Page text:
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Taglines Need To Tell You Story

February 26th, 2013 by

Taglines are powerful communicators that can attract attention to your concept and position your brand to be remembered, long after customers and prospects pass you by.

Reality Check: Attention spans are at an all-time high, we all know that. But pithy lines are also are at an all-time high, thanks to mobile, Twitter, text messaging and social limits that demand get-to-it. So get to it with your taglines, to fit the latest trends.

What makes a tagline work? Let’s take a look at several different taglines and the categories that you might consider.

 

1. Descriptive

Get Your Good Going

Blue Diamond.  Are you nuts for nuts? If so, Blue Diamond will steer you in the right direction with nuts that keep you going, and going.

Head for the Border

Taco Bell. Which border are we talking about here, Mexico? Canada? Flavor?  Wild kingdom? That’s the beauty.

 

2. Product Centered

The Fabric Of Our Lives

Cotton. Life. Me. Family, maybe. Ok, everything I do. Cotton I guess is life. I wear cotton, therefore I am.

A Diamond is Forever

DeBeers. Frances Gerety copywriting genius in 1948 lasted many years, unlike the agency that he worked for that is no longer around.

The milk chocolate melts in your mouth, not your hands

Mars’ M&M’s slogan created in 1954 by Bates & Co stated the facts and focused on the distinction of the product in the eyes of the families who did not want to clean up the mess.

 

3. Provocative

Drivers Wanted

Volkswagen. Big welcome sign for the target audience. And if I apply, I’m maybe cool and drive fast?

You Deserve a Break

McDonalds. Financial break

Just Do It

Nike. Created by Wieden + Kennedy, three simple words that hold great meaning along with the “swoosh” that is equally as powerful on its own.

 

4. Persuasive

Priceless

Mastercard.  The memories matter, so spend more. And buying more is good… especially if you don’t have the money up front.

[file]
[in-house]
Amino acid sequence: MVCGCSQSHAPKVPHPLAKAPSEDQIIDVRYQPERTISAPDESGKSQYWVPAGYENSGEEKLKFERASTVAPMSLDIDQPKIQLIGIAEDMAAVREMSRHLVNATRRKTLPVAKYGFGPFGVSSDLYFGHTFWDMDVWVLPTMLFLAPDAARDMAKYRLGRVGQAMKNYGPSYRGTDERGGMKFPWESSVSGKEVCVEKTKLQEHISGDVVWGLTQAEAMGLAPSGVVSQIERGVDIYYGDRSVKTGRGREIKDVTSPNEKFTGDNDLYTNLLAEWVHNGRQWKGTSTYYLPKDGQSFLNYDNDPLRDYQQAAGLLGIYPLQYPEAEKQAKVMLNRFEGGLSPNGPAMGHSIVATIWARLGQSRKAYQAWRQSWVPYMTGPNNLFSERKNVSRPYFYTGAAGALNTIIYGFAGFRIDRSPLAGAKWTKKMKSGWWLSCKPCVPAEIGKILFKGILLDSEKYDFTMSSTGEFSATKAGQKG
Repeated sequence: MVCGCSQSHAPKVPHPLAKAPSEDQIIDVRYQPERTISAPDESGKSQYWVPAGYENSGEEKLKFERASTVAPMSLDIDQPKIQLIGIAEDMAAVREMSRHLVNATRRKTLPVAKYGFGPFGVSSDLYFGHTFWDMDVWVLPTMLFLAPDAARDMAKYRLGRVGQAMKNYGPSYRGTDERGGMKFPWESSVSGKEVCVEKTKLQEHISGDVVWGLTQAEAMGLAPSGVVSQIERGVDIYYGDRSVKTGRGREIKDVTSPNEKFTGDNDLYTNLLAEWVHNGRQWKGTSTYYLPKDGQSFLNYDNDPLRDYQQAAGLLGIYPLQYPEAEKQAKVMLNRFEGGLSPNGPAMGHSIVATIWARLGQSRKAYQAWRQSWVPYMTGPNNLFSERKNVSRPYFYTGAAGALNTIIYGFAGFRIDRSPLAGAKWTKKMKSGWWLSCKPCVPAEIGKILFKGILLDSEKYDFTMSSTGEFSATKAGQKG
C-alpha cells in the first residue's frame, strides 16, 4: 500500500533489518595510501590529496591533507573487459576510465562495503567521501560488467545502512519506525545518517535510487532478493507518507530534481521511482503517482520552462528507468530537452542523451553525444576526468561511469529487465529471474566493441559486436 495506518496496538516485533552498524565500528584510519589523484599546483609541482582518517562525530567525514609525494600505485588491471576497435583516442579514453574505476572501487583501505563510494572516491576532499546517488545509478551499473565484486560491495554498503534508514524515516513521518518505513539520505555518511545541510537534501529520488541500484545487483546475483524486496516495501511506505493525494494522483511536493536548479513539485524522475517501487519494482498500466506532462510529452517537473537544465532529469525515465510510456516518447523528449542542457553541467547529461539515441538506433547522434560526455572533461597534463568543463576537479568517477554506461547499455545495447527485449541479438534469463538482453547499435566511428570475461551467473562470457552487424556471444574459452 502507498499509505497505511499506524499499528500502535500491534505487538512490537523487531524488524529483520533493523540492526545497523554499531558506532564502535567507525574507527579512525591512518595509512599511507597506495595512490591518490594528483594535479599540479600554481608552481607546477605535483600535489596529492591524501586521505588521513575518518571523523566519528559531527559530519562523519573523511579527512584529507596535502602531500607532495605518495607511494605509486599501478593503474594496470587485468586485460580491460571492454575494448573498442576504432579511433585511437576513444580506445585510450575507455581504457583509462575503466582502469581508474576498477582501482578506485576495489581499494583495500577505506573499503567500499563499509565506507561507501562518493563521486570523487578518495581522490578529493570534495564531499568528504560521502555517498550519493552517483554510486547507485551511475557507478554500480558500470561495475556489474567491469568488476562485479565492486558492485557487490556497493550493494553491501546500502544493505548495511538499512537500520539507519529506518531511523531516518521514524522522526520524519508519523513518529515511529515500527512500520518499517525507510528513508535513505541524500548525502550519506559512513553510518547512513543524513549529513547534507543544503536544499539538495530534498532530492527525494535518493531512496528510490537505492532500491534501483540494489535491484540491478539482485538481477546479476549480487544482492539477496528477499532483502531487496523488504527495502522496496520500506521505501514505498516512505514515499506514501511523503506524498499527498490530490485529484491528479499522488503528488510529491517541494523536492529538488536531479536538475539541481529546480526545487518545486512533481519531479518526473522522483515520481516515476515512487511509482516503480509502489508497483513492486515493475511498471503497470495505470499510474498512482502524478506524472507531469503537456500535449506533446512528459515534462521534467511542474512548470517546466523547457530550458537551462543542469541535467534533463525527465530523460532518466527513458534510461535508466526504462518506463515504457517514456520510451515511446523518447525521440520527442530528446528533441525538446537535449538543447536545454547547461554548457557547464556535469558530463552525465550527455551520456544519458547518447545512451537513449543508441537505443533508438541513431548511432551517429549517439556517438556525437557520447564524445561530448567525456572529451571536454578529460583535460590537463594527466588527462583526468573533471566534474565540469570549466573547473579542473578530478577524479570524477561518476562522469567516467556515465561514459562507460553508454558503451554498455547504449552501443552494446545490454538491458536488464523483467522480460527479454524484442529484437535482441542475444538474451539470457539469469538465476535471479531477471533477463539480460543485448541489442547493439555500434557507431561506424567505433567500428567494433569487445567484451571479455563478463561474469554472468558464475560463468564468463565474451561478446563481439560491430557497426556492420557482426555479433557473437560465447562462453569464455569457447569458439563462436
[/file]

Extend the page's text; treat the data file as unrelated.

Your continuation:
The Ultimate Driving Machine

BMW. Created by Ammirati & Puris backed in 1971, this campaign was launched as part of an $800,000 print magazine campaign.

Don’t Leave Home Without It

American Express. What company wouldn’t want that as a tagline?  AMEX beat us all to the punch.

Naturally, the type of tagline you choose needs to align with your target audience, and their wants and needs, along with the stage of your company and strategy in capturing market share.

And don’t forget your company’s personality, and the personality of the leaders at your company. Taglines can take many shapes and forms: concrete or abstract, amusing or serious, declarative or questioning. There are no rules.  There are only decision makers on what works and best reflects where you’ve been and where you’re going.

What makes a tagline great is really more art than science. Here are some tips:

  • Try developing your company’s mantra first.  Build from there.
  • Be brief. Then try and be more brief. Less is more.
  • Be differentiating. Call out what differentiates your products or services from the competition. Words like “best” are not even close.
  • See how it feels to have your tagline appear in multiple channels. Take the time to see how the tagline will fit and feel in the social sphere for example.
  • Align the tagline with the actual name of the company. If personal, like Guido’s Pizza, then add personality that connects with the name. If it’s a popular company name, then work in concert with the brand or perception of the brand in the eyes of the customers—and let that drive the train.
  • Ground your expectations with the final tagline. Don’t overpromise or under deliver. Reach for the stars, within your reach. (Damn, that’s almost a tagline in itself—yours for free!)

In the end, taglines are not only part of the story–they become the story.  Your story, forged in what you do, how you do it, and where you want to go with your customers, fans and company.

What’s your tagline? Do you like it and how do you develop a tagline that works? Thanks for the feedback and comments if so motivated.

One Response to “Taglines Need To Tell You Story”

  1. Jeff Reglin says:

    Those are all good examples. Another one of my favorites is Southwest’s “Want to Get Away?”

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